How higher education can—and should—support faculty during and after COVID-19

June 2, 2020

In the past several months, the ongoing novel coronavirus pandemic has necessitated swift systemic changes from educational systems across the United States. The changes are leaving many coping with feelings of uncertainty at how education will continue to shift in the coming weeks and months.

Leslie D. Gonzales, associate professor at Michigan State University, is addressing the concerns of faculty and providing guidance on what educational systems can do to support these scholars with a focus on equity and inclusion in a new report from Aspire: The National Alliance for Inclusive & Diverse STEM Faculty.

Leslie Gonzales headshot

“We wanted to create a toolkit to help institutions process what is happening now and determining how to move forward with clear attention to equity,” said Gonzales.

Gonzales co-authored the report, “Supporting Faculty During and After COVID-19,” with Kimberly A. Griffin of the University of Maryland. The two scholars are co-leads of the Aspire Alliance Research team, and help to fulfill Aspire’s mission to develop inclusive working environments for a more diverse STEM faculty across the nation.

“When COVID-19 really hit, we were hearing a very justified anxiety from faculty across many disciplines, and we saw institutions trying to come up with responses in a very short time frame,” Gonzales said. “However, we wanted to be sure that responses centered equity and provided questions leaders should be asking themselves.”

“Don’t let go of equity”

The report covers a variety of topics, from implementing new policies for “tenure clock extensions,” to evaluating prospective faculty hires. The report also addresses the challenges that transitioning to remote teaching and learning have brought to many faculty thus far, and what many may continue to face as institutions consider fall courses being fully or partially online. 

One example is acknowledging there may be dip in faculty productivity during this unprecedented time. Research has been, and in many cases continues to be, slowed or stopped. Journals have been slowing their review decisions. Conferences have been postponed or cancelled. These areas, and more, affect evidence of scholarly productivity and contribution.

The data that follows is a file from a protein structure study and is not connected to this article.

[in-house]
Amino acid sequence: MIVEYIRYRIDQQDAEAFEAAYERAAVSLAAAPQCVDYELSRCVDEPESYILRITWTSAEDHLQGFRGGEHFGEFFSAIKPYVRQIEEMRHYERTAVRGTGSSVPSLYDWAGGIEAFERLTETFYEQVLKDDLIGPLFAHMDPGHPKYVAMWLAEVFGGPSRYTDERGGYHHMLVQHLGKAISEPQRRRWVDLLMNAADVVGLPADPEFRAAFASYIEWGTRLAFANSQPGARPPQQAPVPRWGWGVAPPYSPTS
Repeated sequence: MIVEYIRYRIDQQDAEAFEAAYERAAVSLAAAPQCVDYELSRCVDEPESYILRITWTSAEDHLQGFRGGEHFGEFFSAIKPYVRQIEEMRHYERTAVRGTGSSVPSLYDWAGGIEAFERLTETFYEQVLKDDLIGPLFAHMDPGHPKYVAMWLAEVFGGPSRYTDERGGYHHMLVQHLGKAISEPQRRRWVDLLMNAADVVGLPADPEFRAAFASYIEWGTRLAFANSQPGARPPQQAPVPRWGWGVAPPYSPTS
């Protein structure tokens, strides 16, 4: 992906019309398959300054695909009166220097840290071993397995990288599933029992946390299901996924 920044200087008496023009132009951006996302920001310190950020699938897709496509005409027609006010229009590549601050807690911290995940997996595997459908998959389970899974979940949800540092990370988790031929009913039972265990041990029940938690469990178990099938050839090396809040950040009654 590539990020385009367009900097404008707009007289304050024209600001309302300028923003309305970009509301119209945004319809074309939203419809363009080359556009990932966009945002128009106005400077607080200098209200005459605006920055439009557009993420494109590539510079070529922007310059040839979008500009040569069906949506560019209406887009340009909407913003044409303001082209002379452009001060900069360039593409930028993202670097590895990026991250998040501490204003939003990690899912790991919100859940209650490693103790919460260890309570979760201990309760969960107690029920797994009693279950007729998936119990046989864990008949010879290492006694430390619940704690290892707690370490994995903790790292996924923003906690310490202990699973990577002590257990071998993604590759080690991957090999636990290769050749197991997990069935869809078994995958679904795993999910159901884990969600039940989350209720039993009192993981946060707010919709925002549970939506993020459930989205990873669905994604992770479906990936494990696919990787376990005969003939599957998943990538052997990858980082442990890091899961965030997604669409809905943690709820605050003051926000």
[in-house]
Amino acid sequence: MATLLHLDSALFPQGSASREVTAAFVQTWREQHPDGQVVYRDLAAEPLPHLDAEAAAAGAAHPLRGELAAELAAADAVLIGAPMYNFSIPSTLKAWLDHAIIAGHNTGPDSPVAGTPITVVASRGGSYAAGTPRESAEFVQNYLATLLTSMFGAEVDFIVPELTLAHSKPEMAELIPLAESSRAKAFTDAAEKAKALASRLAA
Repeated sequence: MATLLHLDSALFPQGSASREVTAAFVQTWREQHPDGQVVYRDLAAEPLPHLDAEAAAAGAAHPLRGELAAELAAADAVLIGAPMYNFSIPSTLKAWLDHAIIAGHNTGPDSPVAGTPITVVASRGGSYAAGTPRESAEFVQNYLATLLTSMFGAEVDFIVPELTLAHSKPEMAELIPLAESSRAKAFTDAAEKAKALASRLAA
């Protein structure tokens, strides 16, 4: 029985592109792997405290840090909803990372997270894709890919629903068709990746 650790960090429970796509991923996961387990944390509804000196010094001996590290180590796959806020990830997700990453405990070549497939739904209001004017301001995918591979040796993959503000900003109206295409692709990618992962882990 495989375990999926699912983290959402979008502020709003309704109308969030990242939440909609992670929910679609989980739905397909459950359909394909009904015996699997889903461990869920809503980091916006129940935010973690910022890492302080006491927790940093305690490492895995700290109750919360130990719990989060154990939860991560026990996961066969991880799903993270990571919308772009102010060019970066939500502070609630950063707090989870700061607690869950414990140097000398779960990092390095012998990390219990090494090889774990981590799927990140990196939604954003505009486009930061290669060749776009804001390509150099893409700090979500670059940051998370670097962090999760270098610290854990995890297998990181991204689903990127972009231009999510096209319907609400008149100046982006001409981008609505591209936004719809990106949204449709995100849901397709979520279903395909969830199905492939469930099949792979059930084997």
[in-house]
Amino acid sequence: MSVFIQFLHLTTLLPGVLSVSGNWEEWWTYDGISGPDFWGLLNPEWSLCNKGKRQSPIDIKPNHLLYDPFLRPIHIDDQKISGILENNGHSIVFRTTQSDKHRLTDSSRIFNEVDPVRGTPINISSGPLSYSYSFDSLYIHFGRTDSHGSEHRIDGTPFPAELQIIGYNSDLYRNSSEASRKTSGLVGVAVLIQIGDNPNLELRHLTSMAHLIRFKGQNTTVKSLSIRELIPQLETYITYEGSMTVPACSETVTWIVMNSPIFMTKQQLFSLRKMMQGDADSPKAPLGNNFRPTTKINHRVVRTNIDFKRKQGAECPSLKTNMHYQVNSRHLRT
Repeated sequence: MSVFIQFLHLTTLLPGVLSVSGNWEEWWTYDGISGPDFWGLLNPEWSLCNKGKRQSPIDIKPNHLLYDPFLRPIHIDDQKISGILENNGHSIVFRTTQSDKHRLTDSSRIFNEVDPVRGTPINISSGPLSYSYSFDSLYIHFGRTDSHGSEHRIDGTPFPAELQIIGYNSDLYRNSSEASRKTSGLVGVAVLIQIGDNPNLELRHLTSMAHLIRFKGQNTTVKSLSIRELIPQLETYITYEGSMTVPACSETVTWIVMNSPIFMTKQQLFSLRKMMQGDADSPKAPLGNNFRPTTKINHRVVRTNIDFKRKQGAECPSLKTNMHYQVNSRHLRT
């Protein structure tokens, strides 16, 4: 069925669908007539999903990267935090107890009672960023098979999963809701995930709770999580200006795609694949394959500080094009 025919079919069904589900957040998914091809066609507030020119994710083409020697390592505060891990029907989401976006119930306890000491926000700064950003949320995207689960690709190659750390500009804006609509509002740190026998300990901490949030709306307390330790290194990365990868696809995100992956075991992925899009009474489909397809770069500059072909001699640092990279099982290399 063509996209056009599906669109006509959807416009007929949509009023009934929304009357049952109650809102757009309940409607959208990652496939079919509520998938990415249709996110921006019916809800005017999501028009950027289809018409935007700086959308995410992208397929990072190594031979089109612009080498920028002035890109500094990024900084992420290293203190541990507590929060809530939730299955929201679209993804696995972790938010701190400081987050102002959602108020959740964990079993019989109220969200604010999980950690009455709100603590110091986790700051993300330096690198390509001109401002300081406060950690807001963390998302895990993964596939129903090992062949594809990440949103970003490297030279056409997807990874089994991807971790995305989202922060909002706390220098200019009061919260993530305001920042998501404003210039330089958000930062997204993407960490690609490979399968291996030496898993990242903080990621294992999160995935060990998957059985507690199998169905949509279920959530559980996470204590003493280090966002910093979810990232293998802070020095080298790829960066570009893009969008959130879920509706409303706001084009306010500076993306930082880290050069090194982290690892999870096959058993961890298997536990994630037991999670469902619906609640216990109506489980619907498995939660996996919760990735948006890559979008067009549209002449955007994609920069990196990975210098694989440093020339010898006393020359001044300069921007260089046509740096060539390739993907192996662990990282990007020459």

Gonzales and Griffin encourage institutions, committees and reviewers to “apply a different standard when assessing faculty research and publication activity for the academic years 2019-20 and 2020-21, and perhaps even 2021-22.” 

Instead, Gonzales says, look at factors faculty are currently addressing.

“We should increase the value placed on teaching in an annual review. Faculty are doing a lot of scrambling and absorbing new learning related to remote teaching. Faculty continue to invest in their learning through virtual workshops, reading and tweaking their practices. These are efforts that should be recognized as important work.”

Erickson Hall, featuring the magnolia tree in bloom in front of the building.
Erickson Hall, home to the MSU College of Education.

Faculty are also engaging in a high level of emotional labor related to student well-being. Research suggests racially minoritized and marginalized faculty are likely to be spending more time and energy on these aspects, and institutional leaders must be willing to state and assign value to this incredibly important work.

Gonzales says evaluation committees must be prepared to value teaching through a different lens—which is especially important for non-tenure-track professors and pre-tenure faculty.

Supporting all faculty

Gonzales and Griffin also call on institutions to consider how COVID-19 has and continues to affect faculty members from different backgrounds and family units.

For example, Gonzales pointed out the Native American (and particularly the Navajo community), Black and Latinx communities are experiencing higher rates of infection and loss. Thus, dips in productivity, especially for faculty of color, may also be connected to emotional trauma and loss. Institutions proclaiming a commitment to inclusivity and equity must be willing to address faculty experiences holistically.

“Leaders are thinking about how to address problems related to COVID-19, but many also have the pressing problem of addressing equity, inclusion, diversity on campus,” Gonzales explained.

“When crises emerge, you don’t need to let go of your commitments to these ideals. In fact, times of crises expose and heighten inequities. I’m hoping leaders will be encouraged to address these new challenges and their ongoing commitments at the same time, thinking about policy and practices that address both.”

More from Gonzales

Gonzales’s work in Aspire builds on various pilot projects funded by the NSF INCLUDES program, including one awarded to Gonzales in 2016.

Separately, recently published work from Gonzales and College of Education graduate Guadalupe Saldivar found Latina scholars were rarely featured in academic literature.